Look everyone. Alan's posts make as much sense when turned upside down as they do when posted rightside up. What does this tell us? Alan's thinking is upside/rightside symmetrical?:
A minimilistic math description of the scenario presumably gives math-physics structure out of the numbers and effect of definition interactions.
Fuller detail not worked out here. Getting muddled.
requires the "gen." become "spec." + "spec." IN GEN. (provided by the generalising effect of: "again") which mathematically minimilistically described seems recalibrates back in time the original "spec.'s" ?
BUT to see your two mv's again after the collision
So "spec" meets "spec"
So get "gen".
Get a collision: mv meets mv
SO "mv" becomes: "spec".
which gives: spec. (as two generalisations can give "specification").
get: gen.gen. /1
cancel the gen.specs
mv = gen. gen.spec. gen./ gen.spec
generalisation (call: "gen.") (the mass) at
gen.spec. ("generalisation specification" as "directed") gen. (distance) per gen.spec (per time)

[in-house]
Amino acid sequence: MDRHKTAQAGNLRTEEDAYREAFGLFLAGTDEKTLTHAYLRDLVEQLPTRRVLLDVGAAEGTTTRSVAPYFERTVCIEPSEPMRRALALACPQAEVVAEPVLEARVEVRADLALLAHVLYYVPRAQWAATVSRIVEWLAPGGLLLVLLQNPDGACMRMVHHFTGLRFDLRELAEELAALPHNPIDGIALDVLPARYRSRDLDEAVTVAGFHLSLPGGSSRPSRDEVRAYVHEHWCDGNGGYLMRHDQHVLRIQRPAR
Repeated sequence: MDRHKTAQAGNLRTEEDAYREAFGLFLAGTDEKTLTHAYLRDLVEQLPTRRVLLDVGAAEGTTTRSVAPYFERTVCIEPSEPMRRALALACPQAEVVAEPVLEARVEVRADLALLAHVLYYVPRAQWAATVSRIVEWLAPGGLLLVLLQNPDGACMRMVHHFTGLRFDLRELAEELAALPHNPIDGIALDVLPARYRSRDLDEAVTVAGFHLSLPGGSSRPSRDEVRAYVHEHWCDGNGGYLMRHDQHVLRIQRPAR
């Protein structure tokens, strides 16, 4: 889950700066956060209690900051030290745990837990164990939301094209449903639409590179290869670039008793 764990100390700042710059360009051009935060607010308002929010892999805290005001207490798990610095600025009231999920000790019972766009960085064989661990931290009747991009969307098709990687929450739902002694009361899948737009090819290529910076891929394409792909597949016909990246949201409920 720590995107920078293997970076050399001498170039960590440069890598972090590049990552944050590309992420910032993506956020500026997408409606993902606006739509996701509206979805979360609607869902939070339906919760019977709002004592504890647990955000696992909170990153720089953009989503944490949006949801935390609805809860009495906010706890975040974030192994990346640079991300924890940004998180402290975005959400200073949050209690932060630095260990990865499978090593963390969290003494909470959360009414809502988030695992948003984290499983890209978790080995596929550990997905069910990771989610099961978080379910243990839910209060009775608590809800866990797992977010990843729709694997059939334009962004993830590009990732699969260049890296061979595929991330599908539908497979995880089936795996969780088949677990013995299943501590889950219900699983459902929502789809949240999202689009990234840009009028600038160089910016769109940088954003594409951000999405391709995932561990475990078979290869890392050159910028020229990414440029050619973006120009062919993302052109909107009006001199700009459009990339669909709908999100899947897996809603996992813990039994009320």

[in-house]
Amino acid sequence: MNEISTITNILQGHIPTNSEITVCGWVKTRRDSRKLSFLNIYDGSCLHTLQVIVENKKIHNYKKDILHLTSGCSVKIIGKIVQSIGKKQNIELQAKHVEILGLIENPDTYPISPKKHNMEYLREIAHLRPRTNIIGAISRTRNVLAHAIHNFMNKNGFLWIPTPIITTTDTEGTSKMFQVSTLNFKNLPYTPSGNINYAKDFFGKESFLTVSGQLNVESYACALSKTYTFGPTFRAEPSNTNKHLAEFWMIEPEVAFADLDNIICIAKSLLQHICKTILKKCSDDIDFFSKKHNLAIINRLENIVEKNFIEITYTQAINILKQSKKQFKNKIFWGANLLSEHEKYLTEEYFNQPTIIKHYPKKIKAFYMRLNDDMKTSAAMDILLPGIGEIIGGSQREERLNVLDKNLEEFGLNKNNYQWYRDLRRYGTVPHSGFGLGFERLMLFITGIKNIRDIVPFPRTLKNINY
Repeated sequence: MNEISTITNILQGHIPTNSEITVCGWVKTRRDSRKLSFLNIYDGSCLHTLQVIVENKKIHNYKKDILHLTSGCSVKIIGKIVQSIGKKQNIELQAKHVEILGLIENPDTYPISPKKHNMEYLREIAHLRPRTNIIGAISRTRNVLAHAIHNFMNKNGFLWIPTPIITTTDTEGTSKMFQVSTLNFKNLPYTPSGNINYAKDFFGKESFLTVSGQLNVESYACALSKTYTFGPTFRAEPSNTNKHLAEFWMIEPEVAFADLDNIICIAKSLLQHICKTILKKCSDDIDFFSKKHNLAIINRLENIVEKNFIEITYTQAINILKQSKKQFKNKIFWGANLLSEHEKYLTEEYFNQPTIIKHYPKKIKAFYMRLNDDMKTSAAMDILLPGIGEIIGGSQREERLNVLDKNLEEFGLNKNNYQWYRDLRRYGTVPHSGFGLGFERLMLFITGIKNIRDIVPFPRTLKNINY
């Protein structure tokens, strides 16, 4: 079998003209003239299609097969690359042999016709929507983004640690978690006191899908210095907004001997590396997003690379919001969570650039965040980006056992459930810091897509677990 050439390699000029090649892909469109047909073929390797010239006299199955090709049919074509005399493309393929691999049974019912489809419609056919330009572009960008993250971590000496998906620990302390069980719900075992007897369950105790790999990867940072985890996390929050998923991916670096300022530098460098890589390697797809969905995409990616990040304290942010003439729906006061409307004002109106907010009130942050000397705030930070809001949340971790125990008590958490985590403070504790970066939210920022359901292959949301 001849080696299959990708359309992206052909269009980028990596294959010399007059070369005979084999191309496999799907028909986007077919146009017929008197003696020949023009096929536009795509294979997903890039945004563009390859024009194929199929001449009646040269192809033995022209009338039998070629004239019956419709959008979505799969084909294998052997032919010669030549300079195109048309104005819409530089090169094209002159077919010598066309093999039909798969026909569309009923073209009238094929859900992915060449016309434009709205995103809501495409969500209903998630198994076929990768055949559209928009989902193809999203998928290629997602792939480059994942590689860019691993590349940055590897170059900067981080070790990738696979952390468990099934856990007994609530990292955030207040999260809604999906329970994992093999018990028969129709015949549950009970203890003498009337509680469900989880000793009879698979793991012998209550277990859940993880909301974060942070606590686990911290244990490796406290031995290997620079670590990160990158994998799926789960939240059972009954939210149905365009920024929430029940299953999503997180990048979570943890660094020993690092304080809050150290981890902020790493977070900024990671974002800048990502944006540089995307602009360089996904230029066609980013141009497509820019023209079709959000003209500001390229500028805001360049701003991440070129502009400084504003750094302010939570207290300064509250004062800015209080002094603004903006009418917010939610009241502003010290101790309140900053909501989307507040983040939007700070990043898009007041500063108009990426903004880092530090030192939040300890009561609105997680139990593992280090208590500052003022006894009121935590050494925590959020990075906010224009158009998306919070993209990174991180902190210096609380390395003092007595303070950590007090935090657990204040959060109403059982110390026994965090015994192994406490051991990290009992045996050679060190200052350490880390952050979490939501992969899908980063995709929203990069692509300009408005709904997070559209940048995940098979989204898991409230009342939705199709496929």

mass at velocity per time (momentum)
(math counting fills the "could" with "must" by forcing numbers by repeating the pattern and counting repeats; by definition of the number of repeats you get "physics laws" seeming compulsory but this appears to come say from "number" itself.
specification + specification: generalisation
(like red car + blue bus could give "coloured vehicle" say).
generalisation + generalisation: specification (like "car" + "red" can give "red car").
time: generalisation specification (as pendulum path is general; but specified by next swing)
speed: distance per time.
direction: generalisation specification (e.g. any two bounding localities referring to another locality gives specification of direction by mutual agreement (like two astronauts referring to a third (observer) to decide "which way is "up" ?).
velocity: directed speed per time
When two masses collide: a minimilistic math description gives an appearance of the familiar laws.
the laws of classical mechanics and QED seem to be resulting from the math-way of describing.